Table of Contents Author Guidelines Submit a Manuscript
Bioinorganic Chemistry and Applications
Volume 2015, Article ID 536854, 20 pages
http://dx.doi.org/10.1155/2015/536854
Research Article

Construction of Zinc Oxide into Different Morphological Structures to Be Utilized as Antimicrobial Agent against Multidrug Resistant Bacteria

1Fabrication Technology Department, Advanced Technology and New Materials Research Institute (ATNMRI), City of Scientific Research and Technological Applications, Alexandria 21934, Egypt
2Chemical and Petrochemical Engineering Department, Egypt-Japan University of Science and Technology, New Borg El-Arab City, Alexandria 21934, Egypt
3Electronic Materials Research Department, Advanced Technology and New Materials Research Institute (ATNMRI), City of Scientific Research and Technological Applications, Alexandria 21934, Egypt
4Plant Protection and Biomolecular Diagnosis Department, Arid Lands Cultivation Research Institute, City of Scientific Research and Technological Applications, New Borg El-Arab City, Alexandria 21934, Egypt

Received 13 May 2015; Accepted 20 August 2015

Academic Editor: Claudio Pettinari

Copyright © 2015 M. F. Elkady et al. This is an open access article distributed under the Creative Commons Attribution License, which permits unrestricted use, distribution, and reproduction in any medium, provided the original work is properly cited.

Abstract

Nano-ZnO has been successfully implemented in particles, rods, and tubes nanostructures via sol-gel and hydrothermal techniques. The variation of the different preparation parameters such as reaction temperature, time, and stabilizer agents was optimized to attain different morphological structures. The influence of the microwave annealing process on ZnO crystallinity, surface area, and morphological structure was monitored using XRD, BET, and SEM techniques, respectively. The antimicrobial activity of zinc oxide produced in nanotubes structure was examined against four different multidrug resistant bacteria: Gram-positive (Staphylococcus aureus and Bacillus subtilis) and Gram-negative (Escherichia coli and Pseudomonas aeruginosa) strains. The activity of produced nano-ZnO was determined by disc diffusion technique and the results revealed that ZnO nanotubes recorded high activity against the studied strains due to their high surface area equivalent to 17.8 m2/g. The minimum inhibitory concentration (MIC) of ZnO nanotubes showed that the low concentrations of ZnO nanotubes could be a substitution for the commercial antibiotics when approached in suitable formula. Although the annealing process of ZnO improves the degree of material crystallinity, however, it declines its surface area and consequently its antimicrobial activity.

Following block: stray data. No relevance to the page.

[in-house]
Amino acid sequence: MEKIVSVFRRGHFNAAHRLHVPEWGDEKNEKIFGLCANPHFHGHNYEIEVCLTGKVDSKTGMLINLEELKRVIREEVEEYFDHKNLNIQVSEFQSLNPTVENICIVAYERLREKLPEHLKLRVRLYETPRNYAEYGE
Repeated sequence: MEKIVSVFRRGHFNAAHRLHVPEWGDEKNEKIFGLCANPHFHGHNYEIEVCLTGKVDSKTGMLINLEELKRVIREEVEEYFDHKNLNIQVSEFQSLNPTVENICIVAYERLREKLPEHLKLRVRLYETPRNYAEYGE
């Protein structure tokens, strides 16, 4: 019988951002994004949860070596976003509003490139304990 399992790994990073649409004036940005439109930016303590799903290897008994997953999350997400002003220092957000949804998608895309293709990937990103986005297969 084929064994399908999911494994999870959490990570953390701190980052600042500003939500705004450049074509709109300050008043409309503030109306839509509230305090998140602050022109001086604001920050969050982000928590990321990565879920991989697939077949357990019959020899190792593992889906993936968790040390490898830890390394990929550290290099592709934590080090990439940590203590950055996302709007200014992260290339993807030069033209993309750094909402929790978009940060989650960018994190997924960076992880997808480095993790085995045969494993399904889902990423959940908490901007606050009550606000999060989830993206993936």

1. Introduction

Nanotechnology offers unique approaches to control a wide variety of biological and medical processes that occur at nanometer length and it is believed to have a successful impact on biology and medicine [1].

In this world of emerging nanotechnology, one of the primary concerns is the potential environment impact of nanoparticles (NPs) [2]. An efficient way to estimate nanotoxicity is to monitor the response of bacteria exposed to these particles. Resistance of bacteria to bactericides and antibiotics has increased in recent years due to the development of resistant strains. Some antimicrobial agents are extremely irritant and toxic and there is much interest in finding ways to formulate new types of safe and cost-effective biocidal materials [3, 4]. Previous studies have shown that antimicrobial formulations in the form of nanoparticles could be used as effective bactericidal materials [5, 6]. Recently, it has been demonstrated that highly reactive metal oxide nanoparticles exhibit excellent biocidal action against Gram-positive and Gram-negative bacteria [7]. Thus, the preparation, characterization, surface modification, and functionalization of nanosized inorganic particles open the possibility of formulation of a new generation of bactericidal materials [8].